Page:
"At first, it was about popularity. At the time, Vocaloid and the NicoNico Douga scene were very exciting, and I predicted my music could be accepted by a lot of people if I took part. With just that one common point of Hatsune Miku singing it, I could meet people I never possibly could have prior. It was abundant with music like you've never seen or heard before."
And so in 2009, he took on the name Hachi and posted original songs using Hatsune Miku to NicoNico Douga. His fourth song posted, Close and Open, the Rakshasa and the Corpse, was the first to break one million views. Later songs like Matryoshka and Panda Hero also became hits with several million views. Among Vocaloid songs at the time, focused on cute pop, his rough and wild melodies were clearly unique. His name quickly became known among Vocaloid fans.
Nakajima remarks, looking back: "I thought, "sure enough." I really thought Yone's creations were cool, so I thought "of course it'd turn out like this." When he reached explosive popularity, it was sort of both happy and lonely."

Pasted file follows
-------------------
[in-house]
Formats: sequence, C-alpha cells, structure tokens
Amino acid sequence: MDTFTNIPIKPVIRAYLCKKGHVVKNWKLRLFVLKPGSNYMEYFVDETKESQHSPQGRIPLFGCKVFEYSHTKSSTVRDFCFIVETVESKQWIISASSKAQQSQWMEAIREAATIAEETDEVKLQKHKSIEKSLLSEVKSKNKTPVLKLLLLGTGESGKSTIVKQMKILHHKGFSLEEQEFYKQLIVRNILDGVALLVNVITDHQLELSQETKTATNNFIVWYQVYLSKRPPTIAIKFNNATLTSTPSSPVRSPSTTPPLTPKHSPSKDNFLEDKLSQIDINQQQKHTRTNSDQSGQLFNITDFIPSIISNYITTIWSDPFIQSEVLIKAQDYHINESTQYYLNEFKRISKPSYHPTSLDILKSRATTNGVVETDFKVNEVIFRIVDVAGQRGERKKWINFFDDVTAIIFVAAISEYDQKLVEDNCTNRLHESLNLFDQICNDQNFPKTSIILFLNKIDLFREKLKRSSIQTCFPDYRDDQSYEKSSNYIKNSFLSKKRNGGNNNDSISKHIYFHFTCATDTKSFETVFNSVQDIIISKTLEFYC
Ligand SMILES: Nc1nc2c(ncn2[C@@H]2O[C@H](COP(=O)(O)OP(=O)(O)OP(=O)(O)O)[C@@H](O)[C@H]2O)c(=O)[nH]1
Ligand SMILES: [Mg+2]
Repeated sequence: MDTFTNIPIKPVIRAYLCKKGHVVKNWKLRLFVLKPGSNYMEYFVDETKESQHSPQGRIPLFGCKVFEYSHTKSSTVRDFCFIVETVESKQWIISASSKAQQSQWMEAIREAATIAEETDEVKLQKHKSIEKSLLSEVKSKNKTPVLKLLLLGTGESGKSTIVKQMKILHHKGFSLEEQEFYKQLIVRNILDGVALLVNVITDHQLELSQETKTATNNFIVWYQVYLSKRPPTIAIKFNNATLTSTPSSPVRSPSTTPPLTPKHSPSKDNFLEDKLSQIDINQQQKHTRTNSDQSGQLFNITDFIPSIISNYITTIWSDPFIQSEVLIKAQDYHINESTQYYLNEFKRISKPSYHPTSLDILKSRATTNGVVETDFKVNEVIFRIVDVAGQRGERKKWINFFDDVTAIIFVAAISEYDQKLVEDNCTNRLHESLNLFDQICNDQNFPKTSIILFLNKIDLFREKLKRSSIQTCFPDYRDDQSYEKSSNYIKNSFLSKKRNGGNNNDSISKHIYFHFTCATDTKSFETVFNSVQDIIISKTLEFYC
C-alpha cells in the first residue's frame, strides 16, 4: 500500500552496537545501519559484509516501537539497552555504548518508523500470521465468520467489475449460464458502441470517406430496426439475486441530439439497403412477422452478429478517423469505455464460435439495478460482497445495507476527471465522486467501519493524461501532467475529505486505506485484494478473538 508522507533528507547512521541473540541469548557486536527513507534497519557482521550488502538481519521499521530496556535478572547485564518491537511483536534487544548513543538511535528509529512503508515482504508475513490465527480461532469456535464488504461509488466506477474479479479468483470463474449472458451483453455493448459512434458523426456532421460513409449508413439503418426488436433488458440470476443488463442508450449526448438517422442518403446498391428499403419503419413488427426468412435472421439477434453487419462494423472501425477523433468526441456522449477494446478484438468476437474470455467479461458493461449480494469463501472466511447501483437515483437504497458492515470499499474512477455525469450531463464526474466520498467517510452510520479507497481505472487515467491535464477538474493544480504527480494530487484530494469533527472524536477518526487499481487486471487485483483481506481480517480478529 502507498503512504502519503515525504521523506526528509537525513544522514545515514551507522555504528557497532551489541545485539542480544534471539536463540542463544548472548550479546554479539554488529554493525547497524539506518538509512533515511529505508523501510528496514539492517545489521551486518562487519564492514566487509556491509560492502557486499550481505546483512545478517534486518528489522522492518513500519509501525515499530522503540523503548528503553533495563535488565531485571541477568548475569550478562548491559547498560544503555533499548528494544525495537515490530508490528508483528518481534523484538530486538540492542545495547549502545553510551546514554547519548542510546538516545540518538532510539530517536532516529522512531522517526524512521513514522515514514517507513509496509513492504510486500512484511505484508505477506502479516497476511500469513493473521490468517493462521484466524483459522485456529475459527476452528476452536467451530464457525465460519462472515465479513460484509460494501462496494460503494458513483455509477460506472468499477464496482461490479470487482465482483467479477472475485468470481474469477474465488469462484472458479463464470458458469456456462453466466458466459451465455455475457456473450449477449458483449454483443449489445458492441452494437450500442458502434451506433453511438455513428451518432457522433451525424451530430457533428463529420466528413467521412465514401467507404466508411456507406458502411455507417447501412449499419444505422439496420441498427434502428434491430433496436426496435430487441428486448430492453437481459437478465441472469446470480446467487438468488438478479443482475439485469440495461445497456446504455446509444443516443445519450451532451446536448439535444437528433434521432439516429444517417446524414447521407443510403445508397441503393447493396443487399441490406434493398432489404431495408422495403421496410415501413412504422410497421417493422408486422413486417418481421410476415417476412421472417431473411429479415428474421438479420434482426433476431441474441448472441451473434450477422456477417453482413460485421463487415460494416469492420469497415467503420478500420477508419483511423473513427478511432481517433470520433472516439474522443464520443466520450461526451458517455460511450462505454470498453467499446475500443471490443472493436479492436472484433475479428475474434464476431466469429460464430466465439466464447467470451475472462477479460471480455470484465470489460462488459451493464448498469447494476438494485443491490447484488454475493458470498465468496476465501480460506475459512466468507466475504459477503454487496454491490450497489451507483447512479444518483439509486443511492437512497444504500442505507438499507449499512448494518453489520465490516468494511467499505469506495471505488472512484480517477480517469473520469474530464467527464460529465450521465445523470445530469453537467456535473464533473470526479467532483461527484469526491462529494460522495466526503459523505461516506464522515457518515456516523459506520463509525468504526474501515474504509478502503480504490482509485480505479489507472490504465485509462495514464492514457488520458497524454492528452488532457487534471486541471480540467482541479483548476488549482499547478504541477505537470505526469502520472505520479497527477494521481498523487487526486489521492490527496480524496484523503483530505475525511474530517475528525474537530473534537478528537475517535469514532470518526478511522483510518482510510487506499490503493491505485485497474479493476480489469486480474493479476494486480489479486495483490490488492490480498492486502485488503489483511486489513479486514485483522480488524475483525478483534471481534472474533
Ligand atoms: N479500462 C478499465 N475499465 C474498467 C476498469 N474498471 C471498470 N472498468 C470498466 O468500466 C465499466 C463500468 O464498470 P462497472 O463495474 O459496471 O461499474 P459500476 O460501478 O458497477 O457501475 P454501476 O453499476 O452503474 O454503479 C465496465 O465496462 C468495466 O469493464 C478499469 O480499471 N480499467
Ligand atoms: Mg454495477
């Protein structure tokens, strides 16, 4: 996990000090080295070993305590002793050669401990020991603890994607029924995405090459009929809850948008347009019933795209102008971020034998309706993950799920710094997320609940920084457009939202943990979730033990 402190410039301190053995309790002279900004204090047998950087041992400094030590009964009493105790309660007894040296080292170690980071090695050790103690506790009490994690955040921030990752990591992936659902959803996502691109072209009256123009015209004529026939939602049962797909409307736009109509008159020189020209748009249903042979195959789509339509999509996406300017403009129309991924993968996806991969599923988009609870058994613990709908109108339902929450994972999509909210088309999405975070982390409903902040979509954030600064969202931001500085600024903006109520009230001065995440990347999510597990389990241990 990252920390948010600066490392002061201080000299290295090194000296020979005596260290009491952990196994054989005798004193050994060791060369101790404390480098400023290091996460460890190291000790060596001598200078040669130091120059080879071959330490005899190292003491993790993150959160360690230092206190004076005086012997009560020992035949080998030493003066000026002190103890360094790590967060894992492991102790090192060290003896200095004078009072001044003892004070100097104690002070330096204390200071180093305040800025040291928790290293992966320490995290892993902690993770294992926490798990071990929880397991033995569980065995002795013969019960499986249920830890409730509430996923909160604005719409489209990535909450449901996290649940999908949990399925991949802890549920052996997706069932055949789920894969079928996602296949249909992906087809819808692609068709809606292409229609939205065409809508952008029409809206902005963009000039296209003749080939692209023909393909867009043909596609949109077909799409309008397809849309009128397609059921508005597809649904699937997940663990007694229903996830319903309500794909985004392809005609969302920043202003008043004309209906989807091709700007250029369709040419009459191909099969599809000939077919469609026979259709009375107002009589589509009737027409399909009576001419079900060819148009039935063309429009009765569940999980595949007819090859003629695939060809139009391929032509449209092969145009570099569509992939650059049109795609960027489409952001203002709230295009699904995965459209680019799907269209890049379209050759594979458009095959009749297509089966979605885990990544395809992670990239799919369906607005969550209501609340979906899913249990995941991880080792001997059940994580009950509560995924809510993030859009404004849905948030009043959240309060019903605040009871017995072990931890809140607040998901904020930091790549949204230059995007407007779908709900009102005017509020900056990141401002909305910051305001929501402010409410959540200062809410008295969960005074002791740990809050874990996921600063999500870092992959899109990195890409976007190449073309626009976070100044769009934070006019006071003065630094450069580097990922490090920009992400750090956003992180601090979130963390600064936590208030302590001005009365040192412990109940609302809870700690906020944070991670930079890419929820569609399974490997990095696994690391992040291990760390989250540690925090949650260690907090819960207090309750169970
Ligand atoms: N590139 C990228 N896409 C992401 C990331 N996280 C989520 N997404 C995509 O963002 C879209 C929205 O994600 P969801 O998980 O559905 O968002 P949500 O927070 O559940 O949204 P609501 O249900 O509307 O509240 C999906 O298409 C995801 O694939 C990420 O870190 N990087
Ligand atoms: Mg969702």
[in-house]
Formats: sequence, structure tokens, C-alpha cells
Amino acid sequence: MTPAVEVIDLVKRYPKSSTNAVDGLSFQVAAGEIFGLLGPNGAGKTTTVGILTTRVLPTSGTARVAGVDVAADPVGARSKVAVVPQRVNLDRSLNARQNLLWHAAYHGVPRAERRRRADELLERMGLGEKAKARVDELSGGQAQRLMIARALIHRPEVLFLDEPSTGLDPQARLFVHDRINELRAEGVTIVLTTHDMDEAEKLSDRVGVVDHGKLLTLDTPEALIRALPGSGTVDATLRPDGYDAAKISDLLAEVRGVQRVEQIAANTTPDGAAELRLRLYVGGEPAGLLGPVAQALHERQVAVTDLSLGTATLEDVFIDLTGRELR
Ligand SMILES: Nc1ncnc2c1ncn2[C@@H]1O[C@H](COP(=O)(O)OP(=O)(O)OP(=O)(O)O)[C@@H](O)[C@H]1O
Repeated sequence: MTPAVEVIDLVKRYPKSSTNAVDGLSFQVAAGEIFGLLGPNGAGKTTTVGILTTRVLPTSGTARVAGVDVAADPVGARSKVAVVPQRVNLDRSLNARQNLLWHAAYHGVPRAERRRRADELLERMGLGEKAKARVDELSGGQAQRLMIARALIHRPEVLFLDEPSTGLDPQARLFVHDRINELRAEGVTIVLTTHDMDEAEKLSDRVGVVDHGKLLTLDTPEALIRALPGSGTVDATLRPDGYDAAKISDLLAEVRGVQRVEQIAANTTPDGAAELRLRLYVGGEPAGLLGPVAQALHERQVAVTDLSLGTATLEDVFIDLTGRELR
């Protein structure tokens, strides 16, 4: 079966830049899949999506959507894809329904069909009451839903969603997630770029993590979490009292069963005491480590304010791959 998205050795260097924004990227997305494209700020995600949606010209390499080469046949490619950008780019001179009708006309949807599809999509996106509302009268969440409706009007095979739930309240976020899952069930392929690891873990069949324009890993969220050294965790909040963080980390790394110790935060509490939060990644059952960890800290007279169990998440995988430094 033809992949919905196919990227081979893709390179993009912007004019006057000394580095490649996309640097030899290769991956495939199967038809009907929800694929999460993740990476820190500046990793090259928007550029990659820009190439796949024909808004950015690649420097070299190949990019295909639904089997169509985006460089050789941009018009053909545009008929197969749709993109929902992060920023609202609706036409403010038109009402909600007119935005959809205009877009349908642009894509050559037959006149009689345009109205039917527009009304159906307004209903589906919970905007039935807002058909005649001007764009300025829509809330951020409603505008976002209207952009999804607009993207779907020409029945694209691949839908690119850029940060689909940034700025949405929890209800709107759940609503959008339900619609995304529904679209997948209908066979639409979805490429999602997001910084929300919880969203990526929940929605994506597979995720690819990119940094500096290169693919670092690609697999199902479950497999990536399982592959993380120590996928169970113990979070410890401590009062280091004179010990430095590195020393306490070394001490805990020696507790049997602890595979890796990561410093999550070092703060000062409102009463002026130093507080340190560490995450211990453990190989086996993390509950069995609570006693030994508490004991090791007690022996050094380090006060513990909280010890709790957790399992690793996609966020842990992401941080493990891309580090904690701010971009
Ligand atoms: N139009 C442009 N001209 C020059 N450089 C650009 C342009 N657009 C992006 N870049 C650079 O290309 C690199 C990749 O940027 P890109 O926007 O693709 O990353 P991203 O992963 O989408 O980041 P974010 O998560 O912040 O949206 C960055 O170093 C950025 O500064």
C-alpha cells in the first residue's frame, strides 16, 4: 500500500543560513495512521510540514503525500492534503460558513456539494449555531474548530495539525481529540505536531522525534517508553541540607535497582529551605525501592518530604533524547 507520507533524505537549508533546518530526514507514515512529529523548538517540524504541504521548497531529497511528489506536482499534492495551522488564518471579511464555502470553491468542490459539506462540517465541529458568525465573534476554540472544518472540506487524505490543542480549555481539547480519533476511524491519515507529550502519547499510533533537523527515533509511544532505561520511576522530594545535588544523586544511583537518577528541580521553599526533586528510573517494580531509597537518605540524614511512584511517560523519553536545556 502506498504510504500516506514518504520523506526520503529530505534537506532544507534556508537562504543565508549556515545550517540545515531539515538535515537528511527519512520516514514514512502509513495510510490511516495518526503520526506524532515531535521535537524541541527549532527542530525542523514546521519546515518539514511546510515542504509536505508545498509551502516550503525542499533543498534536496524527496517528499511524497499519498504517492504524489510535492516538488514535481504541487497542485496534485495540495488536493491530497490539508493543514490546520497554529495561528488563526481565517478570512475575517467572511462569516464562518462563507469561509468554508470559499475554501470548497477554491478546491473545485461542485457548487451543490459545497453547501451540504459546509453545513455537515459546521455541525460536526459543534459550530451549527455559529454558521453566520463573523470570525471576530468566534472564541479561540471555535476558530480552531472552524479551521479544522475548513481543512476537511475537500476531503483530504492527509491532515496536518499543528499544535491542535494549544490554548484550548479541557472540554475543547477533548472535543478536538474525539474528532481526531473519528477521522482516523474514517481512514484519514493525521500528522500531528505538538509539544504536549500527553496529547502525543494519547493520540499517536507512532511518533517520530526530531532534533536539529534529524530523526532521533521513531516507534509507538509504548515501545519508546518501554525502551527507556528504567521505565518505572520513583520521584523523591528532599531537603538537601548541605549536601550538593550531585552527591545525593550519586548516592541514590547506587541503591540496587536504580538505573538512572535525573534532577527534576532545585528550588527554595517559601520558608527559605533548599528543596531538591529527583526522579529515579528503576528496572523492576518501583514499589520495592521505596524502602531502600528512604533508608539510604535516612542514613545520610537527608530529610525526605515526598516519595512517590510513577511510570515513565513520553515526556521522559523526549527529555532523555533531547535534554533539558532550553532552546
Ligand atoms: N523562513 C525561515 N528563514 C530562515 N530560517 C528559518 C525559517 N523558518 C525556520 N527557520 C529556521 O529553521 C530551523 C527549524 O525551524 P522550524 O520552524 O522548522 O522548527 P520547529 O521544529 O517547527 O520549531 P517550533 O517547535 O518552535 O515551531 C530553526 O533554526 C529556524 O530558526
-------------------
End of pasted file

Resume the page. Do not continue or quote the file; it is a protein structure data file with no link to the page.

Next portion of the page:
Meanwhile, another Vocaloid producer making his start on NicoNico Douga in 2009 was wowaka, now active on guitar and vocals for his rock band Hitorie. He described their meeting over the net.
"When I started posting songs using Vocaloid, I had fun fishing around for songs to listen to. And among those, his songs were of a different color, a different smell. I could tell what melodies were his right away, and he was memorable for how he even drew pictures on top of making the music. From the start, I was aware that he had a real presence. So when he hit extraordinary views with Close and Open, the Rakshasa and the Corpse, I remember thinking "I knew it, people found him and he got popular. So cool! But argh! I'm mad!""
At the time, wowaka was a college student. Kenshi Yonezu, Hachi, was in vocational school. They both had plenty of time to spare. Once they got home, they booted up their computers and spent their days on video sites late into the night.
Yonezu thinks of this late-2000's era of NicoNico Douga, where anonymous amateur creators could all post Vocaloid songs, as his "home."
"It was a newly-born playground, and thus a place where everyone could just do things innocently without really thinking about their future. It was chaotic, stimulating, and very charming. The things it gave me are immeasurable, and my music career really does start there. I think it was a rare, fertile soil."
- Making Music While Questioning Himself
In the summer of 2017, he released his first Vocaloid song as Hachi in 4 years, Sand Planet. It was made to be the theme song for the event Hatsune Miku Magical Mirai 2017, commemorating the 10th anniversay of Hatsune Miku's birth.